An ocean apart:Friendship that began in a bottle is blossoming

2012-05-14 00:00

IT’S like a story you’d watch on the big screen, a bit bizarre for real life.

In March 2009, Australian teacher Anne O’Sullivan wrote a message and enclosed it in a bottle with her contact details. Then she tossed it overboard from a cruise ship off the Indonesian island of Komodo.

“… We’re sitting in our balcony pondering. Is it better to love or be loved? Your answer will be appreciated. Call us or write to us …” the message read.

Fifteen months later, in May 2010, Creighton resident Fiona Marlton discovered the bottle along the Mozambican shoreline.

“I found your bottle … It’s better to be loved. But to be loved you must love,” these were Marlton’s first words when she telephoned O’Sullivan.

Both strangers screamed and laughed with excitement over the phone.

And this was a start of a two-year-old friendship.

O’Sullivan admitted that she never expected a response.

The pair started chatting via e-mails about life and love and exchanged pictures and more.

The school teacher has since travelled from a small seaside town south of Sydney to meet her friend.

Sitting on the veranda at a quiet farm house in Creighton, the two women’s faces beam with joy.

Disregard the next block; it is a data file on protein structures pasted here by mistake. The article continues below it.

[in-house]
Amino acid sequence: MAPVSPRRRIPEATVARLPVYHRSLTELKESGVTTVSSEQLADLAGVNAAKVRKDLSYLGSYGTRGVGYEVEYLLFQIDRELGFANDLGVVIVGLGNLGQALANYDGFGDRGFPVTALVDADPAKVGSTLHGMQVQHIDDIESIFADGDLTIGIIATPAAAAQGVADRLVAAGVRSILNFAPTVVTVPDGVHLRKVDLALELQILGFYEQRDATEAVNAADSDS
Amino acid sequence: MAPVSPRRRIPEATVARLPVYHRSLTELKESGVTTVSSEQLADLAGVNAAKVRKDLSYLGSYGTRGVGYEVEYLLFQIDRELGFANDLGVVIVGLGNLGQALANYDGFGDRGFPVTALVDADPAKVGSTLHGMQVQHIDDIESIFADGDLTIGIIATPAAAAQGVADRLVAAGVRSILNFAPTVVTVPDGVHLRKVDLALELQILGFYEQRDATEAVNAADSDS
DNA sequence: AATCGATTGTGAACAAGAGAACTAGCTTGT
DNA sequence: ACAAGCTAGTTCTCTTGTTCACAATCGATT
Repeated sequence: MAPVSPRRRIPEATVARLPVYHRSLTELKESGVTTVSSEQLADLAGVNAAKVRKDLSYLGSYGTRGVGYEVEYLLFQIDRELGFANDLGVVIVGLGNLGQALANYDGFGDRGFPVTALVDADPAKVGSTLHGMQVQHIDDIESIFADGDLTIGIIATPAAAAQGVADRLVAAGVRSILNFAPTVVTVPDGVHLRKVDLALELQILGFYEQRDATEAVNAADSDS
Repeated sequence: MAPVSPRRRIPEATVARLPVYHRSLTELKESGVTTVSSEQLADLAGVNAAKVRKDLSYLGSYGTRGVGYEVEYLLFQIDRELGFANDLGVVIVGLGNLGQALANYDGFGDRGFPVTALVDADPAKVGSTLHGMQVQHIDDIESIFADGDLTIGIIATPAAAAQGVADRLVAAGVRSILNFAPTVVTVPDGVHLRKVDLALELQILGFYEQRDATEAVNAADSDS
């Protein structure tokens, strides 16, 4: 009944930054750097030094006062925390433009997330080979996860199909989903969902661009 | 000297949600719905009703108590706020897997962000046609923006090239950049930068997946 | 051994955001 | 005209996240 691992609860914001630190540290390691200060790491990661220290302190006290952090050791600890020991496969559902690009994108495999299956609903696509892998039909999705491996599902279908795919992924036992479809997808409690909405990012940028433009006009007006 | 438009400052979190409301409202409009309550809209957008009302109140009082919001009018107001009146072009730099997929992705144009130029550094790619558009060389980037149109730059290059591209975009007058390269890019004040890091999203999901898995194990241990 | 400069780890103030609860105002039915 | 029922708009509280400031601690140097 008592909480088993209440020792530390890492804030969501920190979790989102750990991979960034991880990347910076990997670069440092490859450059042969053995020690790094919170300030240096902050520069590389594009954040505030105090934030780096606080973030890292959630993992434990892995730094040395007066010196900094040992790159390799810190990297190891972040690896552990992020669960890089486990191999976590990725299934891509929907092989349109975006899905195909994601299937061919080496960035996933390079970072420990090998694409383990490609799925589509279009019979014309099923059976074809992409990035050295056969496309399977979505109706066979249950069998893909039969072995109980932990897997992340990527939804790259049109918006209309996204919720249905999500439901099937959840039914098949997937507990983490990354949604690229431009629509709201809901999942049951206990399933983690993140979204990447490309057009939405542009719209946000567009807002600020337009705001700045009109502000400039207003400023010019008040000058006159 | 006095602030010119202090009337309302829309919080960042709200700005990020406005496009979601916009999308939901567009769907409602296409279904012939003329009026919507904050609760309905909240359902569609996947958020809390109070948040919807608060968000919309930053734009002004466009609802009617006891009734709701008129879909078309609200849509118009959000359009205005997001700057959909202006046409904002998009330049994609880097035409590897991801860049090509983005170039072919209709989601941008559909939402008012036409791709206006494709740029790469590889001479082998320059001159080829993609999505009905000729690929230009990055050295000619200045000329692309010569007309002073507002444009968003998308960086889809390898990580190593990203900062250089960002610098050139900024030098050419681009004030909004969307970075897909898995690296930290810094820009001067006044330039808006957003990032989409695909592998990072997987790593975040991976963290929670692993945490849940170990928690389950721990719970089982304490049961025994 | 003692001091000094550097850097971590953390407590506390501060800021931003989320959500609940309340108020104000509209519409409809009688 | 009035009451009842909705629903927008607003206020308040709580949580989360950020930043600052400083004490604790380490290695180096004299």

“It’s amazing. It feels like we’ve known each other for years,” they said.

O’Sullivan said it was all tears and hugs at the airport on Friday when they saw each other.

“It was like meeting an old friend. It’s still feels surreal,” O’Sullivan said.

Marlton said they have lot in common. They were both born and bred on dairy farms, both are Aquarius, have sisters named Trish and their daughters both recently got married.

The pair said they can talk about anything.

Marlton said when she made this astounding discovery in Mozambique, a close friend had been supposed to join her but fell sick. She died three weeks later.

“I lost a good friend but when I found this bottle I gained another friend,” she said.

O’Sullivan, joined by her husband, will be touring southern and eastern Africa.

They’ll travel to the Kruger National Park, on to Mozambique where Marlton discovered the bottle and to Kenya and Botswana.

Today she will visit a school at Ixopo.

“What I love about Anne is her bubbliness, her spontaneity and lust for life,” said Marlton.

On the other hand, O’Sullivan said Marlton is trustworthy and organised.

“Fate brought the bottle to her. Being here feels like I’ve gone back to my childhood and roots.

“There’s so much peace and love. I’m being treated like royalty,” the Australian said as she gazed at the hills and green pastures of Creighton.

Marlton said she hopes to save enough money to visit Australia in 2014.

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